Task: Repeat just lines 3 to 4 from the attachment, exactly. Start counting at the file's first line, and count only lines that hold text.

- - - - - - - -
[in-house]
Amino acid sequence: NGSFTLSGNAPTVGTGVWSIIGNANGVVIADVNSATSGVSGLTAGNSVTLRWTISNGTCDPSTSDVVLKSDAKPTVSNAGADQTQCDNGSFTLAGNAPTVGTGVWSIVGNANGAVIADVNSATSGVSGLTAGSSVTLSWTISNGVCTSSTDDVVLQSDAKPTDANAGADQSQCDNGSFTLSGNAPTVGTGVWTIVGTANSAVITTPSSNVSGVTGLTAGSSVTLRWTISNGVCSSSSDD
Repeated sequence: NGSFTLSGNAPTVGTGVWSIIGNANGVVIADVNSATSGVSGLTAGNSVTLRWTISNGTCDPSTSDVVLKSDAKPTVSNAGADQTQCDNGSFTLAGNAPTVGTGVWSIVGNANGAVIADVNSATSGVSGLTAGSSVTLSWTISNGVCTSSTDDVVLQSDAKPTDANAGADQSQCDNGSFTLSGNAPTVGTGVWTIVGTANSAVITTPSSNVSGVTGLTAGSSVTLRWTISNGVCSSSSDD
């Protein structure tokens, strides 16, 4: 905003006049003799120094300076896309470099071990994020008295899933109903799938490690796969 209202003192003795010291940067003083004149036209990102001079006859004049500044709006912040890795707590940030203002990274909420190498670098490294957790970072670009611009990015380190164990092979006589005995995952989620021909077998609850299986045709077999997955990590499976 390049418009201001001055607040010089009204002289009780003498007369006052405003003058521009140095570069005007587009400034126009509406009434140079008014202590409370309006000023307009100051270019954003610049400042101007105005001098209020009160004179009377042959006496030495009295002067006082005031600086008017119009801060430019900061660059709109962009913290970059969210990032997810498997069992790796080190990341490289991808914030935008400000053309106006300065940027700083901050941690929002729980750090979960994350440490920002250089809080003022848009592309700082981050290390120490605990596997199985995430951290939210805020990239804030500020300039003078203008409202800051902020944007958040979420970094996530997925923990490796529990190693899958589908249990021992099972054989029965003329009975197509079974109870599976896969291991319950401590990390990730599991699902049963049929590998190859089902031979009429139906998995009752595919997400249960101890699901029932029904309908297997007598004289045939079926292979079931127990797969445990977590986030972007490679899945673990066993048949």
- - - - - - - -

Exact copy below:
Repeated sequence: NGSFTLSGNAPTVGTGVWSIIGNANGVVIADVNSATSGVSGLTAGNSVTLRWTISNGTCDPSTSDVVLKSDAKPTVSNAGADQTQCDNGSFTLAGNAPTVGTGVWSIVGNANGAVIADVNSATSGVSGLTAGSSVTLSWTISNGVCTSSTDDVVLQSDAKPTDANAGADQSQCDNGSFTLSGNAPTVGTGVWTIVGTANSAVITTPSSNVSGVTGLTAGSSVTLRWTISNGVCSSSSDD
């Protein structure tokens, strides 16, 4: 905003006049003799120094300076896309470099071990994020008295899933109903799938490690796969 209202003192003795010291940067003083004149036209990102001079006859004049500044709006912040890795707590940030203002990274909420190498670098490294957790970072670009611009990015380190164990092979006589005995995952989620021909077998609850299986045709077999997955990590499976 390049418009201001001055607040010089009204002289009780003498007369006052405003003058521009140095570069005007587009400034126009509406009434140079008014202590409370309006000023307009100051270019954003610049400042101007105005001098209020009160004179009377042959006496030495009295002067006082005031600086008017119009801060430019900061660059709109962009913290970059969210990032997810498997069992790796080190990341490289991808914030935008400000053309106006300065940027700083901050941690929002729980750090979960994350440490920002250089809080003022848009592309700082981050290390120490605990596997199985995430951290939210805020990239804030500020300039003078203008409202800051902020944007958040979420970094996530997925923990490796529990190693899958589908249990021992099972054989029965003329009975197509079974109870599976896969291991319950401590990390990730599991699902049963049929590998190859089902031979009429139906998995009752595919997400249960101890699901029932029904309908297997007598004289045939079926292979079931127990797969445990977590986030972007490679899945673990066993048949």